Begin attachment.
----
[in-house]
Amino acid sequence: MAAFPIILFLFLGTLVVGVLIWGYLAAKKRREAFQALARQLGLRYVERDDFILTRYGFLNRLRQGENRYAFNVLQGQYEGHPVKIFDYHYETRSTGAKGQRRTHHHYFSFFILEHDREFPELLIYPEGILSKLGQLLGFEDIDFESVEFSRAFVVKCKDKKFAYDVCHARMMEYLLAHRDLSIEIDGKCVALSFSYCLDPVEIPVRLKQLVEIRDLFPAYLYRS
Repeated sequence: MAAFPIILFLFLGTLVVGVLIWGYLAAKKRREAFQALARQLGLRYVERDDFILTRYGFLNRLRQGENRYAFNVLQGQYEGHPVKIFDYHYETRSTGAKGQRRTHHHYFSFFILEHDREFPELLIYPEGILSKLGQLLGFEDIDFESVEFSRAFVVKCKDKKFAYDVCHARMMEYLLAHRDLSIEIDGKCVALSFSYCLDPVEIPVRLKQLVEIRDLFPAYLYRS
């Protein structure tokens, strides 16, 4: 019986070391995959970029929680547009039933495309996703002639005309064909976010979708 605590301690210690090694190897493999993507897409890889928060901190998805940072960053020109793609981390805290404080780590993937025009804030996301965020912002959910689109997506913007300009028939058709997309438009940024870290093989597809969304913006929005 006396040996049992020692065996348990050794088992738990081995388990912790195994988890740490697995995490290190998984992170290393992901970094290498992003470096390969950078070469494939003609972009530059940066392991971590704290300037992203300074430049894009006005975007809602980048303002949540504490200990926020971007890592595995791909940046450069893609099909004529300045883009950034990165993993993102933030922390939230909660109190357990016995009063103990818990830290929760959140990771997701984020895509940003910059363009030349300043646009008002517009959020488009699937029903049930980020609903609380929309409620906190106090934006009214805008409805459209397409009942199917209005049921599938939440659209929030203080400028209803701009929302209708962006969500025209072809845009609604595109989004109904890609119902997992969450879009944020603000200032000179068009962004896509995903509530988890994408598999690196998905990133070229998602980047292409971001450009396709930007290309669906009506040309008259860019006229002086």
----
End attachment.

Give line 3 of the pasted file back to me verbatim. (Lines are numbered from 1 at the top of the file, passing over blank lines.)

Repeated sequence: MAAFPIILFLFLGTLVVGVLIWGYLAAKKRREAFQALARQLGLRYVERDDFILTRYGFLNRLRQGENRYAFNVLQGQYEGHPVKIFDYHYETRSTGAKGQRRTHHHYFSFFILEHDREFPELLIYPEGILSKLGQLLGFEDIDFESVEFSRAFVVKCKDKKFAYDVCHARMMEYLLAHRDLSIEIDGKCVALSFSYCLDPVEIPVRLKQLVEIRDLFPAYLYRS